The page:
Monday, March 27, 2006

Review: The Ranch Golf Club, San Jose

When you go to play the Ranch Golf Club in San Jose, make sure you bring 3 things with you:

1) Your camera.
2) Your A Game.
3) Your duffel bag full of golf balls.

You'll want your camera because this course has the most stunning views of any course in the Bay Area. And to try to describe the vertical drops some of your tee shots will make to someone is hard to explain in words. Props to the course designers for placing this course in some relatively rugged terrain.

You'll want your A game because this is probably the most challenging course in the Bay Area. The blue tees have a slope of 147, and the black tees have a slope of 152...yes, thats 152. Lets just say, if your game isn't on (like mine wasn't that day), its hard to relax because accuracy is not a luxury, its at a necessity.

You'll want a duffel bag of balls because there are many opportunities to lose your little white friends. Trouble abounds, and many of the areas available to hit your wayward shots are environmentally protected grounds, so no searching is allowed.

Hole #12, by A. Bradley

BUT, even though I shot my worst score in years, this course is one I will be returning too. Why? Well, it's a diamond in the rough with regards to public courses in the Silicon Valley. It reminds you of no course you've ever played (except for maybe Wolf Creek in Mesquite Nevada), and definitely not one you'd find in San Jose. On some holes you'll have spectacular views of downtown San Jose and on others you can see the San Francisco skyline on a clear day.

The course is target golf at its prime. I took driver out only on 4 holes. Many calculations were required on the tee to figure out your yardage given the elevation changes, the wind, and the numerous hazards. It's very much a thinking-golfers course. The greens do role very true and are some of the best conditioned public greens around. One more thing, carts are required on this course.. and at about half way thru, you'll really understand why.. I think it took us literally 5 minutes to drive between holes 11 and 12.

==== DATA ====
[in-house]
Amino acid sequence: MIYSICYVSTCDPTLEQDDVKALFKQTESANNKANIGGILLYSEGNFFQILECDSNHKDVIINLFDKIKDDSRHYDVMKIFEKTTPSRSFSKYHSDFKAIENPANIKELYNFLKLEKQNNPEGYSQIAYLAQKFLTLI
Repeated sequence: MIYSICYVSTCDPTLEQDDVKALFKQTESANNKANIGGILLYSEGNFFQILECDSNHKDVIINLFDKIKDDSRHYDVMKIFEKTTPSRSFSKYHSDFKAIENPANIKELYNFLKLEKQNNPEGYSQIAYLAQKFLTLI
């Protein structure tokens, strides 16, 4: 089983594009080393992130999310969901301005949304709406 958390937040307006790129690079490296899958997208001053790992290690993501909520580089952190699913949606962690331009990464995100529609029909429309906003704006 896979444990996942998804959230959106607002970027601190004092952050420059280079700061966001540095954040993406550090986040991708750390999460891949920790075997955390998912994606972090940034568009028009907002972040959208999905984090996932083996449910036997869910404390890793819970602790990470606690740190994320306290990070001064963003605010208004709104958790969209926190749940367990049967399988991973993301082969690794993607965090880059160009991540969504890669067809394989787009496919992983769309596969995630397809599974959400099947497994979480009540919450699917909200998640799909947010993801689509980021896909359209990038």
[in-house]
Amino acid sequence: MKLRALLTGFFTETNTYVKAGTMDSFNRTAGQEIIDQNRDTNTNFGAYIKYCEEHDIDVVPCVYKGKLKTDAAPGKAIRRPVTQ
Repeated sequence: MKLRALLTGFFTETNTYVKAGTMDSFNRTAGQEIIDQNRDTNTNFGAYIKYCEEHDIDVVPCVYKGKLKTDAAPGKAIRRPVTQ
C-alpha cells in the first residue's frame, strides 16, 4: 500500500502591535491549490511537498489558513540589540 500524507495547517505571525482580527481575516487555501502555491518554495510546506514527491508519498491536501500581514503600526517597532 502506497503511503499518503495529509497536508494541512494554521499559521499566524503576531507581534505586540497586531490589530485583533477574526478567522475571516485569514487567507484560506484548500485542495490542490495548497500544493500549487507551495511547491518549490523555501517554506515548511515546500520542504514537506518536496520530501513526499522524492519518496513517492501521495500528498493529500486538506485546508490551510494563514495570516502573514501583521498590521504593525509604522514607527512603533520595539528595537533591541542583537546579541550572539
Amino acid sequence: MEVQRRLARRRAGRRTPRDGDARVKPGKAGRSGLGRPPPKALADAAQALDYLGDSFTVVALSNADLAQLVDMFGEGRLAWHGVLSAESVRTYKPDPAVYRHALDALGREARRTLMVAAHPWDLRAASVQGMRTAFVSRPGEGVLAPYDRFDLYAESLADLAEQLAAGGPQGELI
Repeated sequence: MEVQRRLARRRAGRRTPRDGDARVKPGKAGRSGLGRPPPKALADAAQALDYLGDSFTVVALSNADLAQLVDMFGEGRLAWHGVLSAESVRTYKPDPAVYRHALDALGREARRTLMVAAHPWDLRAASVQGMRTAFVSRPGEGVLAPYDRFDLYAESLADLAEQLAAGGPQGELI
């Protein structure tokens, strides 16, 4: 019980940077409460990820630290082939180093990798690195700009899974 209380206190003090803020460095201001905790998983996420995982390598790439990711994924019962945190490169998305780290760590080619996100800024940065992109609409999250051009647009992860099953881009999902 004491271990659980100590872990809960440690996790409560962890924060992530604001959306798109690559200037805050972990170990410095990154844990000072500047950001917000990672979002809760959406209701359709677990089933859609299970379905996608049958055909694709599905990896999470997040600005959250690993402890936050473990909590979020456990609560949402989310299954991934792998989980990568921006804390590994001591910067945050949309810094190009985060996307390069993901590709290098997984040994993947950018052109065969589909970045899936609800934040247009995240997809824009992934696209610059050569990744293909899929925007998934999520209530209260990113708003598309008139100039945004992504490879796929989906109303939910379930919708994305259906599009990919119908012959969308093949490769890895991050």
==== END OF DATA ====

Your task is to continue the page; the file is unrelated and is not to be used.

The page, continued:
Hole #14 and #16, by A. Bradley

The first hole to highlight is number 9. A devilish par 5. Although it seems short at 528 yds, every shot requires accuracy. You start off with a tee shot over a long ravine, and if you take driver, you'll have a 15 yd wide landing area. Plus, there's no going for the water protected green in 2 unless you can hit a high towering Tiger-esque 4 iron cut with laser-like precision. And just when you think the fun stops when you get to the green, you'll have an extreme two-tiered demon to contend with.

My favorite hole on the course was number 10. If you have fear of heights, beware, as the elevation difference from tee to green seems higher than the length of this 343yd par 4. A mid-iron off the tee is the smart play, but one could easily reach the green with a 3 wood, although errant shots will pay deeply. The green is protected by yellow stakes, red stakes, water, bunkers, landmines, sharks, you name it!